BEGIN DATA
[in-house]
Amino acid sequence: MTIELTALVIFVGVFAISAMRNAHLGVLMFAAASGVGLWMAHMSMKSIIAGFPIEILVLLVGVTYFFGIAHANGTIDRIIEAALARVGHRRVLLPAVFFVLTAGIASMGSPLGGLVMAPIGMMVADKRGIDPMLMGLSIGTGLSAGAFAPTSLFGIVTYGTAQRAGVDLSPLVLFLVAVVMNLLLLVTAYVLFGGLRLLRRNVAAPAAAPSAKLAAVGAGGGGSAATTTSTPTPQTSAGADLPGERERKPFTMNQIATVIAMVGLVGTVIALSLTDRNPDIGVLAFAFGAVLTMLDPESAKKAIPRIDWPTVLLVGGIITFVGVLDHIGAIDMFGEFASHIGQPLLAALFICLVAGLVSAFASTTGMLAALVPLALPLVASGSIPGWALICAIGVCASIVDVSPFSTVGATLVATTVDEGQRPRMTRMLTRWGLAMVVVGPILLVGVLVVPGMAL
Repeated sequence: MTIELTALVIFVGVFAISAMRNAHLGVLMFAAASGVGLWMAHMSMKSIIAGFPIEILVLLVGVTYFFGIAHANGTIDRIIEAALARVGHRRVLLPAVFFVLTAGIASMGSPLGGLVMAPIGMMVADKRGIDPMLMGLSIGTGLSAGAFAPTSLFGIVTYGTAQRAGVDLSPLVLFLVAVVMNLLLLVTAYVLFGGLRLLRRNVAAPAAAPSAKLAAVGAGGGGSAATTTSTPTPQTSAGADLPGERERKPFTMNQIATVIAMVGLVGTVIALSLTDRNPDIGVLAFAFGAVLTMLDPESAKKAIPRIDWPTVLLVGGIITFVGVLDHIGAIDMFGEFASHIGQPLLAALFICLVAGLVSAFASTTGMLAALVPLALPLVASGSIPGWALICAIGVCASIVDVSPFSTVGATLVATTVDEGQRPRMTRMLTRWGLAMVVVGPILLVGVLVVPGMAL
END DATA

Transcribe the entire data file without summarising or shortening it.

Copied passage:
[in-house]
Amino acid sequence: MTIELTALVIFVGVFAISAMRNAHLGVLMFAAASGVGLWMAHMSMKSIIAGFPIEILVLLVGVTYFFGIAHANGTIDRIIEAALARVGHRRVLLPAVFFVLTAGIASMGSPLGGLVMAPIGMMVADKRGIDPMLMGLSIGTGLSAGAFAPTSLFGIVTYGTAQRAGVDLSPLVLFLVAVVMNLLLLVTAYVLFGGLRLLRRNVAAPAAAPSAKLAAVGAGGGGSAATTTSTPTPQTSAGADLPGERERKPFTMNQIATVIAMVGLVGTVIALSLTDRNPDIGVLAFAFGAVLTMLDPESAKKAIPRIDWPTVLLVGGIITFVGVLDHIGAIDMFGEFASHIGQPLLAALFICLVAGLVSAFASTTGMLAALVPLALPLVASGSIPGWALICAIGVCASIVDVSPFSTVGATLVATTVDEGQRPRMTRMLTRWGLAMVVVGPILLVGVLVVPGMAL
Repeated sequence: MTIELTALVIFVGVFAISAMRNAHLGVLMFAAASGVGLWMAHMSMKSIIAGFPIEILVLLVGVTYFFGIAHANGTIDRIIEAALARVGHRRVLLPAVFFVLTAGIASMGSPLGGLVMAPIGMMVADKRGIDPMLMGLSIGTGLSAGAFAPTSLFGIVTYGTAQRAGVDLSPLVLFLVAVVMNLLLLVTAYVLFGGLRLLRRNVAAPAAAPSAKLAAVGAGGGGSAATTTSTPTPQTSAGADLPGERERKPFTMNQIATVIAMVGLVGTVIALSLTDRNPDIGVLAFAFGAVLTMLDPESAKKAIPRIDWPTVLLVGGIITFVGVLDHIGAIDMFGEFASHIGQPLLAALFICLVAGLVSAFASTTGMLAALVPLALPLVASGSIPGWALICAIGVCASIVDVSPFSTVGATLVATTVDEGQRPRMTRMLTRWGLAMVVVGPILLVGVLVVPGMAL